Fire requires oxygen and will find a way to get oxygen from your house if none is provided directly to the combustion chamber. Efficient modern biofuel stoves are designed to use a source of fresh air from outside your home’s living spaces so the issues associated with sending heated air up the chimney (as with a conventional fireplace) are absent. A biofuel fireplace insert, which installs right into the fireplace opening, is an efficient way to use an existing hearth to heat a room and may save you the cost of installing a chimney or through-wall exhaust vent.
Combustion creates ash. Be prepared to remove ashes from your stove daily if it is a cordwood burner. You can put the ashes in your compost pile or sprinkle them on your shrubs after an ice storm to speed the melting process. Pellet and other non-cordwood biomass stoves tend to create significantly less ash and can be cleaned less frequently. Sometimes ash will melt, then reharden into clinkers – clinkers can clog the combustion chamber, and they need to be removed promptly when they occur. Using premium-grade pellets can reduce the maintenance required, but your stove will still require weekly, monthly, bimonthly and annual cleaning. For models with glass, the smoke residue occasionally will need to be cleaned off the glass. If you cannot tolerate this extra work or the dust a stove can generate, you might not find the savings worthwhile.
Electricity and propane are the most convenient ways to heat when your place is far from natural gas lines; they are also the most expensive. Electric heat will be, on average, twice as expensive as heating with a biofuel stove. Although prices vary from region to region in the United States, wood, pellets and corn (subject to some market volatility) are all similar in cost per million BTUs. Pellets and corn are about 20 percent more efficient than wood. What fuel is most plentiful and least expensive in your area? Besides capacity, type of fuel is probably the most important consideration when deciding on a biofuel stove. If you stick with a fuel that is plentiful in your area, your heating needs will be less affected by volatile markets and fuel shortages.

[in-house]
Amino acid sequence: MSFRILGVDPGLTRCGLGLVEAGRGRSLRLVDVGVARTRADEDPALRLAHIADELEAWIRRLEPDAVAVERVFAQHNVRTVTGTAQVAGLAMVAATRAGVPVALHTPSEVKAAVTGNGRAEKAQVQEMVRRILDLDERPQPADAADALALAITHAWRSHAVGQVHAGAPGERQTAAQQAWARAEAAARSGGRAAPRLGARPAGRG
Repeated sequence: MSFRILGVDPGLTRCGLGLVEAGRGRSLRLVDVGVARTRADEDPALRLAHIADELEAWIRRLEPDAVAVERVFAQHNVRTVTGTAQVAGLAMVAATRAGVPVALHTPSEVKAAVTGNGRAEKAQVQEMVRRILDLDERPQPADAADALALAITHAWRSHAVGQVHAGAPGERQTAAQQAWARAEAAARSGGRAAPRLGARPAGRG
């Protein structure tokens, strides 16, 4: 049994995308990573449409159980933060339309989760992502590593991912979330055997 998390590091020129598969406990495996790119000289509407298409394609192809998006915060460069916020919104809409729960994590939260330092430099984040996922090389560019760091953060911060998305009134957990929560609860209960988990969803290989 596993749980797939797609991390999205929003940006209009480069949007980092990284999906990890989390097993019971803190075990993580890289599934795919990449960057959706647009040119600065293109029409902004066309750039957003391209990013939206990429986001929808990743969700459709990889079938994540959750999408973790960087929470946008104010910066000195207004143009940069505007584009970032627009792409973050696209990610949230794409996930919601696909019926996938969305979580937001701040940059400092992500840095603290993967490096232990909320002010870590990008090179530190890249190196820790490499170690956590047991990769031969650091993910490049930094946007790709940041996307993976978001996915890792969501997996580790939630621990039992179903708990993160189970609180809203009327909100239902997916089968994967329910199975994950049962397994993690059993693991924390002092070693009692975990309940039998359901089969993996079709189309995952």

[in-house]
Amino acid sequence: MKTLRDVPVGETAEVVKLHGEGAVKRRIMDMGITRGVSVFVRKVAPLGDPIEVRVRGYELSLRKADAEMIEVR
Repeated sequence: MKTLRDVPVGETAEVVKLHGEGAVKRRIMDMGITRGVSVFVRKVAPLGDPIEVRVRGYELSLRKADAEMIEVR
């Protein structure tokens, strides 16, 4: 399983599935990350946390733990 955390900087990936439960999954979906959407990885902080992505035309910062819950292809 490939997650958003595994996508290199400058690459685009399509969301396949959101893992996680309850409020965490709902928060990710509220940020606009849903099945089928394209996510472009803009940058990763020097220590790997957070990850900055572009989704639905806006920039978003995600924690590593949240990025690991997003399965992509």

• Pellets are made from recycled wood waste, primarily compressed sawdust. According to the Pellet Fuels Institute, there are more than 800,000 households in the United States using wood pellets for heat. Depending on the size of your home, your climate and the temperature you prefer, two tons of wood pellets should last one heating season. Some families report using half of that or less, and some use twice as much.
Pellet stoves are wood burners with an automated feeder system that moves the fuel from the hopper to the combustion chamber. The stove maintains the optimum fuel-to-air ratio, resulting in minimal smoke emissions and maximum combustion of the fuel. A power venting system further automates the system. Dozens of models of pellet stoves are available. Hopper capacity ranges from 50 to 76 pounds, and hopper extensions can nearly double the capacity.
On its website, the Pellet Fuels Institute (703-522-6778, www.PelletHeat.org ) lists 68 pellet manu-facturers in the United States. Pellets are widely available at many home and garden centers and larger home improvement retail stores. Shop around and consider purchasing a tractor-trailer load of pellets with a few friends for the ultimate in savings. Bags of pellets are easy to store on pallets in your garage.
• When corn became the darling for ethanol production, the price shot up to about $8 per bushel and has fluctuated widely since then. You can expect low-moisture shelled corn to cost between $113 and $286 per ton. At its high point, corn was more expensive than most stove owners were willing to pay – that price spike was short lived and largely due to the activity of corn futures speculators.